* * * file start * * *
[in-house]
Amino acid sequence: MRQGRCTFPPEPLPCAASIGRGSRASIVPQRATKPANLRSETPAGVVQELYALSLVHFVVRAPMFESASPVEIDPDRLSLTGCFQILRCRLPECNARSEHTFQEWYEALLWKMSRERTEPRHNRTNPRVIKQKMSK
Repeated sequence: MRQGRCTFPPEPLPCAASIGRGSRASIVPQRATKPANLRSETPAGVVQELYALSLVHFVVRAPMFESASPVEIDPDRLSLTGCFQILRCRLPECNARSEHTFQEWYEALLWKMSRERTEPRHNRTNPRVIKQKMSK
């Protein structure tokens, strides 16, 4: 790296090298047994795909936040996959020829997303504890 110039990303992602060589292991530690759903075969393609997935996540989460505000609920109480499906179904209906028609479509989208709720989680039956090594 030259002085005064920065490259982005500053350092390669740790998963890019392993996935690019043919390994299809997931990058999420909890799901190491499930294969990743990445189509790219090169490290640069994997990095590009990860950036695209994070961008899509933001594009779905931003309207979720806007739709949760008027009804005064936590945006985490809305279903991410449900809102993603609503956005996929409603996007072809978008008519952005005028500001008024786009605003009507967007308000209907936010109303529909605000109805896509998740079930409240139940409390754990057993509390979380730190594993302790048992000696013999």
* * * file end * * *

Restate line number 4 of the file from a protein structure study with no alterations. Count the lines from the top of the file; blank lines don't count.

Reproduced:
């Protein structure tokens, strides 16, 4: 790296090298047994795909936040996959020829997303504890 110039990303992602060589292991530690759903075969393609997935996540989460505000609920109480499906179904209906028609479509989208709720989680039956090594 030259002085005064920065490259982005500053350092390669740790998963890019392993996935690019043919390994299809997931990058999420909890799901190491499930294969990743990445189509790219090169490290640069994997990095590009990860950036695209994070961008899509933001594009779905931003309207979720806007739709949760008027009804005064936590945006985490809305279903991410449900809102993603609503956005996929409603996007072809978008008519952005005028500001008024786009605003009507967007308000209907936010109303529909605000109805896509998740079930409240139940409390754990057993509390979380730190594993302790048992000696013999």